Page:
August 5, 2011


Every school child knows the lines from William Henry Davis’ poem, “Leisure”:

                 “What is this life if full of care

                 We have no time to stand and stare?”

I think of that poem on a hot summer day as I stand and stare out my window, watching my neighbors garden in their bikinis. Sometimes a poem comes to me:

                 “Cloaked in the sun’s rays

                 All modesty falls away.”

Okay, it’s doggerel, but so were some of Davis’ poems. Certainly, he was uneducated, having begun a life of adventure at fifteen. He traveled in England and then America, surviving as a hobo until he lost one leg beneath the wheels of a train.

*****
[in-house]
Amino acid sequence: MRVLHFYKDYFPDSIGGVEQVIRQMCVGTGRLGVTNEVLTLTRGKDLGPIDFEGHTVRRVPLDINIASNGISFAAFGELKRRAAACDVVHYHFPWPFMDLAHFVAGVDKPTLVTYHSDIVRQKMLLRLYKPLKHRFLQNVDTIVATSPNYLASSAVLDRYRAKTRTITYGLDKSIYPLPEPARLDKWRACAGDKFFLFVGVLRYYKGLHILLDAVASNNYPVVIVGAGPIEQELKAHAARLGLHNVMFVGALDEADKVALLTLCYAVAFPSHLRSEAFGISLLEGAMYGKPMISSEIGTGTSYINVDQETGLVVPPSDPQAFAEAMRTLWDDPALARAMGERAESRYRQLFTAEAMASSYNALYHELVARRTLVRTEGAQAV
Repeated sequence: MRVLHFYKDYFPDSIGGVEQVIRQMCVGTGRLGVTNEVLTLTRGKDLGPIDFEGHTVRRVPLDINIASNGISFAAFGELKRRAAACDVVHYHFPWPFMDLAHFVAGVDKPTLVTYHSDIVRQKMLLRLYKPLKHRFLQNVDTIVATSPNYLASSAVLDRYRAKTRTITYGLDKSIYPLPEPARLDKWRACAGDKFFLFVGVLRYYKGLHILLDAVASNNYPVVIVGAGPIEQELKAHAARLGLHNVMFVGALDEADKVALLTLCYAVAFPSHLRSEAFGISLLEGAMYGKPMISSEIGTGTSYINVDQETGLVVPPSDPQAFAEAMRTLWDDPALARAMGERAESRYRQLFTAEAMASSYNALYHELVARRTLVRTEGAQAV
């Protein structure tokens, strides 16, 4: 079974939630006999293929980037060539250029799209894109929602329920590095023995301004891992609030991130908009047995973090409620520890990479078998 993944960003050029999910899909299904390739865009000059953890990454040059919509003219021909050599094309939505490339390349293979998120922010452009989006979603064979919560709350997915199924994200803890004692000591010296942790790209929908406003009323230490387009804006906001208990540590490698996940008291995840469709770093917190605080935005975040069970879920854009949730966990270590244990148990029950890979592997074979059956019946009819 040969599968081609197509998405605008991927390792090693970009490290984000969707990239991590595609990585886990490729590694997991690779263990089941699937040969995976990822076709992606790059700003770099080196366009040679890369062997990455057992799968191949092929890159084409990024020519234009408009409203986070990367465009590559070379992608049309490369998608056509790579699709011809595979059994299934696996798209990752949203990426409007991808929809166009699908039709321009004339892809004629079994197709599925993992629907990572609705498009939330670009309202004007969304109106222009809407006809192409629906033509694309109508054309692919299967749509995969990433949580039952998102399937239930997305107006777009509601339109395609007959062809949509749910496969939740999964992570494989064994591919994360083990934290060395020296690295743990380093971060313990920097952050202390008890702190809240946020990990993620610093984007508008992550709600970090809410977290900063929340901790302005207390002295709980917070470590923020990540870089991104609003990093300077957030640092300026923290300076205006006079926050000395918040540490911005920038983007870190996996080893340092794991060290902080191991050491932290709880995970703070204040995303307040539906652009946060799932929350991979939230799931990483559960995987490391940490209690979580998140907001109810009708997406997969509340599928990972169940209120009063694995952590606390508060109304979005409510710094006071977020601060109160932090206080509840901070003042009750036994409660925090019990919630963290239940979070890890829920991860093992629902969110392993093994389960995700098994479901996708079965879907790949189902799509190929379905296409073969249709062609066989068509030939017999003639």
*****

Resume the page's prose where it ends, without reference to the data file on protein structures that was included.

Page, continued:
(photo by A.L. Coburn)

In his book, “The Autobiography of a Super-Tramp, Davis writes of his bitterness once he’d lost his leg and could no longer wander. But life is full of ironies and the tramp’s future was far from over.  Had he not been maimed, he might never have written, might never have been discovered and become famous. Calamity was the fate that forced him to stand and stare. A lesson for us all?